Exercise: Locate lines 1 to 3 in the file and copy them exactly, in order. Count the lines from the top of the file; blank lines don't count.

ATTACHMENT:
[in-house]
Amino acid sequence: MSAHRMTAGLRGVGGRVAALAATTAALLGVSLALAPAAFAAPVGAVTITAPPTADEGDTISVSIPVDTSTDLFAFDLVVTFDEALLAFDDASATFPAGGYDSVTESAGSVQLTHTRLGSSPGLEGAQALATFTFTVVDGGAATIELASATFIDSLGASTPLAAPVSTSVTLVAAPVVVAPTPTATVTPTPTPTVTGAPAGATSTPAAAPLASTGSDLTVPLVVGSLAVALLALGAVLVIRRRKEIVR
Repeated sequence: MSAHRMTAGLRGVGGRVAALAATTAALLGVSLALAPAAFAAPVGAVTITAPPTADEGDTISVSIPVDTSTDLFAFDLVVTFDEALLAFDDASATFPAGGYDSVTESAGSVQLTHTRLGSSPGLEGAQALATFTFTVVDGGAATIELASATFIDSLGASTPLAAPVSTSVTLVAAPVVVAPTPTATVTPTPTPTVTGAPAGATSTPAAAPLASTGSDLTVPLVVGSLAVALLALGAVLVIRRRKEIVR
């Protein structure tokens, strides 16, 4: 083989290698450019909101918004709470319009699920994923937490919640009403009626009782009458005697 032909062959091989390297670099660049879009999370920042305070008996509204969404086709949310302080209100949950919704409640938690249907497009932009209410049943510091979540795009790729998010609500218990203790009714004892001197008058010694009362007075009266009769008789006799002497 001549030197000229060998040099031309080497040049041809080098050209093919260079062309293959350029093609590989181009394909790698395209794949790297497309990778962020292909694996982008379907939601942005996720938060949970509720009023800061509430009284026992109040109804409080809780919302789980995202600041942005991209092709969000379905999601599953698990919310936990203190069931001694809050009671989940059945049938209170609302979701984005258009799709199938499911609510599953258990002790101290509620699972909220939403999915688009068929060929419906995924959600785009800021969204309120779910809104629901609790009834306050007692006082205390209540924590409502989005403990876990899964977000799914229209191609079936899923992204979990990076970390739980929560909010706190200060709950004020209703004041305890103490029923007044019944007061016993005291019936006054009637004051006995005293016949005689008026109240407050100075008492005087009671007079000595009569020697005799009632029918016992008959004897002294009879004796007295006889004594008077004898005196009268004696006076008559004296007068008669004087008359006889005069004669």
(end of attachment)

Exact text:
[in-house]
Amino acid sequence: MSAHRMTAGLRGVGGRVAALAATTAALLGVSLALAPAAFAAPVGAVTITAPPTADEGDTISVSIPVDTSTDLFAFDLVVTFDEALLAFDDASATFPAGGYDSVTESAGSVQLTHTRLGSSPGLEGAQALATFTFTVVDGGAATIELASATFIDSLGASTPLAAPVSTSVTLVAAPVVVAPTPTATVTPTPTPTVTGAPAGATSTPAAAPLASTGSDLTVPLVVGSLAVALLALGAVLVIRRRKEIVR
Repeated sequence: MSAHRMTAGLRGVGGRVAALAATTAALLGVSLALAPAAFAAPVGAVTITAPPTADEGDTISVSIPVDTSTDLFAFDLVVTFDEALLAFDDASATFPAGGYDSVTESAGSVQLTHTRLGSSPGLEGAQALATFTFTVVDGGAATIELASATFIDSLGASTPLAAPVSTSVTLVAAPVVVAPTPTATVTPTPTPTVTGAPAGATSTPAAAPLASTGSDLTVPLVVGSLAVALLALGAVLVIRRRKEIVR